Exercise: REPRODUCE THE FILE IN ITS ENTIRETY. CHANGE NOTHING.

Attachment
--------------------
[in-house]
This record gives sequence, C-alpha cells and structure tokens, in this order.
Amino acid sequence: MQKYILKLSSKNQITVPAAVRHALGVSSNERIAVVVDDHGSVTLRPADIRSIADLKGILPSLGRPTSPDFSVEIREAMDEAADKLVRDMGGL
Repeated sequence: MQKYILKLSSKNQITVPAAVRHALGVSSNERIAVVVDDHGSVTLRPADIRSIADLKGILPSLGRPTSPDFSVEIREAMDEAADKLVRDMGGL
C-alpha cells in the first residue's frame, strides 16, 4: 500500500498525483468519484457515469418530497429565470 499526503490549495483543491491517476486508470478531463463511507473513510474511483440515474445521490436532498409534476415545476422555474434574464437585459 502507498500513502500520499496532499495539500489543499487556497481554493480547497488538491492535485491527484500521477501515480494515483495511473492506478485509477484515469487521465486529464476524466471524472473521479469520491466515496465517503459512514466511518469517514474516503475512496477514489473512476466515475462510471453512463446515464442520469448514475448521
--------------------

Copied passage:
[in-house]
This record gives sequence, C-alpha cells and structure tokens, in this order.
Amino acid sequence: MQKYILKLSSKNQITVPAAVRHALGVSSNERIAVVVDDHGSVTLRPADIRSIADLKGILPSLGRPTSPDFSVEIREAMDEAADKLVRDMGGL
Repeated sequence: MQKYILKLSSKNQITVPAAVRHALGVSSNERIAVVVDDHGSVTLRPADIRSIADLKGILPSLGRPTSPDFSVEIREAMDEAADKLVRDMGGL
C-alpha cells in the first residue's frame, strides 16, 4: 500500500498525483468519484457515469418530497429565470 499526503490549495483543491491517476486508470478531463463511507473513510474511483440515474445521490436532498409534476415545476422555474434574464437585459 502507498500513502500520499496532499495539500489543499487556497481554493480547497488538491492535485491527484500521477501515480494515483495511473492506478485509477484515469487521465486529464476524466471524472473521479469520491466515496465517503459512514466511518469517514474516503475512496477514489473512476466515475462510471453512463446515464442520469448514475448521